A new Federal Reserve survey unveiled the stark reality that poverty rose in 2022, hitting minority communities the hardest. This increase in poverty came despite the surge in the overall net worth of U.S. households, which grew by 37% from 2019 to 2022, according to the Federal Reserve’s triennial Survey of Consumer Finances (SCF).
The survey revealed that while the typical White family’s income rose by 1.3%, Black and Hispanic families experienced income declines of 1.6% and 1.1% respectively. Moreover, wages for all Americans have not kept pace with inflation. Despite the net worth gains primarily from housing, real average liquid wealth did not grow for minorities.
'Bidenomics' Fueling Economic Pessimism Among Minorities As Incomes Fall, New Fed Data Show https://t.co/FSlFINKqlU
— zerohedge (@zerohedge) October 25, 2023
These figures illustrate a grim picture for minorities under President Joe Biden’s economic policies, collectively known as “Bidenomics.” The administration has often touted the success of its economic strategies, particularly regarding tech hubs and clean-energy jobs. However, the reality for many working Americans, especially minorities, tells a different story.
Joe Biden spoke about the successes of Bidenomics at the Eisenhower Executive Office Building on Oct. 23. “We’re creating good jobs in communities all across the country, including places where, for decades, factories have been shut down, hollowed out when jobs moved overseas to find cheaper employment,” Biden said.
Despite these assertions, data shows that the American people, particularly those residing in swing states like Michigan, North Carolina and Pennsylvania, are not buying into the president’s economic vision. A Morning Consult report found that about three-quarters of swing-state voters believe the U.S. economy is heading in the wrong direction. They reported that their financial situation was better during President Donald Trump’s first White House term.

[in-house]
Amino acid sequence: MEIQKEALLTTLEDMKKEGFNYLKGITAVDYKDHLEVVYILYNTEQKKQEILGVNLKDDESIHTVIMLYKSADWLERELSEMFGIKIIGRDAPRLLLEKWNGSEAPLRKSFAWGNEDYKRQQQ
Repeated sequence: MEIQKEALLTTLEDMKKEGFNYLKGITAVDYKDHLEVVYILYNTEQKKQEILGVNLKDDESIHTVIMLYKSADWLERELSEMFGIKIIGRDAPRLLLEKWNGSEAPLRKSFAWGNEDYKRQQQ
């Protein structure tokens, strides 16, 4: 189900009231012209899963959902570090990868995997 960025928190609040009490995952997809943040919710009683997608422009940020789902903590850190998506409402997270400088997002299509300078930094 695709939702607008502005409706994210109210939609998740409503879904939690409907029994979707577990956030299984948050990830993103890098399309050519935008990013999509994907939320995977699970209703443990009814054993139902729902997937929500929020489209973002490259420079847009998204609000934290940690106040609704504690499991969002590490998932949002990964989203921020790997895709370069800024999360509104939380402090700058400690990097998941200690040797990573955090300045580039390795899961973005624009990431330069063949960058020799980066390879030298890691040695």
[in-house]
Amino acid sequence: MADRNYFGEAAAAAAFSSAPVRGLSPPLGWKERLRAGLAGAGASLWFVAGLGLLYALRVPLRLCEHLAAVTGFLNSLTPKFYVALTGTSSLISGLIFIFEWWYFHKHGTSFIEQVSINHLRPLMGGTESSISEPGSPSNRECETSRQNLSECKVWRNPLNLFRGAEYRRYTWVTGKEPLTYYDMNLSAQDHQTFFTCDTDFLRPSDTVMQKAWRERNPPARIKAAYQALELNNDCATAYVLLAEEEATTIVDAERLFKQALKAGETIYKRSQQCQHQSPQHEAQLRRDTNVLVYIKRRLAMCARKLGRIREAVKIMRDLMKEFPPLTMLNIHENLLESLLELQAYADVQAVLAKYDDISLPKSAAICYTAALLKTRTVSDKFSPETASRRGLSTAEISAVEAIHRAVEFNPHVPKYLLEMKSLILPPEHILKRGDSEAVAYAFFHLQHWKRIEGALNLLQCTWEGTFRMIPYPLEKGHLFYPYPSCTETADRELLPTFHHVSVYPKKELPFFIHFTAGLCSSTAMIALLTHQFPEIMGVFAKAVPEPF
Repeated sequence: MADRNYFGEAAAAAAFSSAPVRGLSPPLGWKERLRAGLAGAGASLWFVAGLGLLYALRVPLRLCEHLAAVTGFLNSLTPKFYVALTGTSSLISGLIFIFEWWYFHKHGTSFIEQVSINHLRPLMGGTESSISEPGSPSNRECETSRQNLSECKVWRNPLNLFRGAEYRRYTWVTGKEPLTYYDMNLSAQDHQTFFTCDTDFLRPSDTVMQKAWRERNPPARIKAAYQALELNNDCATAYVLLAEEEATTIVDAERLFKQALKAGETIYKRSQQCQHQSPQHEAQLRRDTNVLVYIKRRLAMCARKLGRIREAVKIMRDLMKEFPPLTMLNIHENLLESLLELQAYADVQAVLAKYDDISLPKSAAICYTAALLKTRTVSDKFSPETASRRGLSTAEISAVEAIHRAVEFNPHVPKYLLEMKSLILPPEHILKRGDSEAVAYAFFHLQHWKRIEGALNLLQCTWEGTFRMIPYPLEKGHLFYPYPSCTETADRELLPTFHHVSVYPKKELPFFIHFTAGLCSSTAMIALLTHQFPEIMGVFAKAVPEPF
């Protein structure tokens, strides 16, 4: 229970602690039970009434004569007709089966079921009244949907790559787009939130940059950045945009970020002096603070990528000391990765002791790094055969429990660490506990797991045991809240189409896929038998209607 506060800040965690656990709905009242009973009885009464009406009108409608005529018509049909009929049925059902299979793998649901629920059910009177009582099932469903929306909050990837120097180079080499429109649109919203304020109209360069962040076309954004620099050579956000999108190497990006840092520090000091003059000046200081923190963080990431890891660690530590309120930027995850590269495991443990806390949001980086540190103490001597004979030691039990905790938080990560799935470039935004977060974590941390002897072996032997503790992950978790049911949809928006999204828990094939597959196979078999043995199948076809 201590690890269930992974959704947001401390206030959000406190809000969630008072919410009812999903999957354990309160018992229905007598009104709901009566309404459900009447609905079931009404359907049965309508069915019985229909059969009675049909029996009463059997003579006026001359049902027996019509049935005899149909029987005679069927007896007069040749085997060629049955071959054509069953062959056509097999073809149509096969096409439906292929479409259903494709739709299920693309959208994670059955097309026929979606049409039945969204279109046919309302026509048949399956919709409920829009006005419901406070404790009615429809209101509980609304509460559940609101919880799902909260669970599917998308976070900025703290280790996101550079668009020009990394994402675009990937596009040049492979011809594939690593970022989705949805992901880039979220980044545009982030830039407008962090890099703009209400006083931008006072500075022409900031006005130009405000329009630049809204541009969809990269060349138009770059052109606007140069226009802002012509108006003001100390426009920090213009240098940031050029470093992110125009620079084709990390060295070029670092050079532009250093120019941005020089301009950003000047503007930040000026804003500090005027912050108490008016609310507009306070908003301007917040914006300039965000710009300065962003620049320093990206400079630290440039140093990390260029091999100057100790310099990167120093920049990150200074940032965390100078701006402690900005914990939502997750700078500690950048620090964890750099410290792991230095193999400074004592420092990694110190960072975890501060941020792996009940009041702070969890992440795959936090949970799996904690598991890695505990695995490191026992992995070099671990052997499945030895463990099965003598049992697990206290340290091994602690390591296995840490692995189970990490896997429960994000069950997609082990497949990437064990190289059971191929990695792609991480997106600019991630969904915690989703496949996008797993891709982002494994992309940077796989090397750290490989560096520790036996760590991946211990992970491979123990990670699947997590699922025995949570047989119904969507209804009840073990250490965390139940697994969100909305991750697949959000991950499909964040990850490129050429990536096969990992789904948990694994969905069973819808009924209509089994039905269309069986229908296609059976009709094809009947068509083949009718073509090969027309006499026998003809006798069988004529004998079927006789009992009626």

Great Depression vs Silent Depression 🚨🚨🚨
Comparing costs of homes, cars, rent and income between 1930 and 2023.
These numbers are incredible.
What went wrong?
🔊 … sound on pic.twitter.com/TneVTHEUVC
— Wall Street Silver (@WallStreetSilv) September 3, 2023
The Federal Reserve report indicated that while some minority households benefited from stimulus and relief efforts during the pandemic, the expiration of these programs has left families nationwide grappling with rising inflation eroding their purchasing power. The report also highlighted the increasing uncertainty about future income across all ethnicities and races, particularly among Black and Hispanic families.
The disparities in financial well-being across different races and ethnicities are not new. The 2022 Survey of Consumer Finances highlighted that the typical White family had about six times as much wealth as the typical Black family and five times as much as the typical Hispanic family. These disparities have persisted despite some narrowing in wealth ratios since 2019.
The data presented in the Federal Reserve’s surveys and reports paints a grim picture of the current economic situation for minorities in America. The promises of Bidenomics have fallen flat, leaving working Americans of all races and backgrounds struggling to make ends meet while grappling with rising inflation and stagnant wages.
The administration may continue to champion its economic policies. Still, for many Americans, the reality of their situation tells a different story. The upcoming third-quarter GDP growth rate and other economic indicators will be critical in assessing the true state of the economy and the impact of Bidenomics on the American people.